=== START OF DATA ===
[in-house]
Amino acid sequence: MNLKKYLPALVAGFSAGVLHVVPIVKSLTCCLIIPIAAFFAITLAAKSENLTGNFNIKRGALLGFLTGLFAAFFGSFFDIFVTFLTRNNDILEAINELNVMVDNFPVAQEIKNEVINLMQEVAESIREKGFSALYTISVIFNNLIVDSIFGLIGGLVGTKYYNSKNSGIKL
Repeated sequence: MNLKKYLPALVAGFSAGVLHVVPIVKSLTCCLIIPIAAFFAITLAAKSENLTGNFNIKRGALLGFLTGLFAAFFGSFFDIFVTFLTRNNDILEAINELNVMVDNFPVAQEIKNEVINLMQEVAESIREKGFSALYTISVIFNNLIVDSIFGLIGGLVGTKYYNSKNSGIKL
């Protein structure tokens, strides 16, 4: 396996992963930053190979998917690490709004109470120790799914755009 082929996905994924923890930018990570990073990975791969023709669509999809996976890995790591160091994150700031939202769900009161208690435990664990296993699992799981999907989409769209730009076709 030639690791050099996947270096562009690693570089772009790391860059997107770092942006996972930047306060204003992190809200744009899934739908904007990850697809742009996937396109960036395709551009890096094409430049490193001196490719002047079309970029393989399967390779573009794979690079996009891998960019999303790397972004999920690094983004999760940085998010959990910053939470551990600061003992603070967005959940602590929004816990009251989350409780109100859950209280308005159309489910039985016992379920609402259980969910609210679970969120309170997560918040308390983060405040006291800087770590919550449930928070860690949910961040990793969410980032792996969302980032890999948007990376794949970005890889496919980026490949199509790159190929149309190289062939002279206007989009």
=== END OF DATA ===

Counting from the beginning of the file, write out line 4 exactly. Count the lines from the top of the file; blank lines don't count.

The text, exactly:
């Protein structure tokens, strides 16, 4: 396996992963930053190979998917690490709004109470120790799914755009 082929996905994924923890930018990570990073990975791969023709669509999809996976890995790591160091994150700031939202769900009161208690435990664990296993699992799981999907989409769209730009076709 030639690791050099996947270096562009690693570089772009790391860059997107770092942006996972930047306060204003992190809200744009899934739908904007990850697809742009996937396109960036395709551009890096094409430049490193001196490719002047079309970029393989399967390779573009794979690079996009891998960019999303790397972004999920690094983004999760940085998010959990910053939470551990600061003992603070967005959940602590929004816990009251989350409780109100859950209280308005159309489910039985016992379920609402259980969910609210679970969120309170997560918040308390983060405040006291800087770590919550449930928070860690949910961040990793969410980032792996969302980032890999948007990376794949970005890889496919980026490949199509790159190929149309190289062939002279206007989009």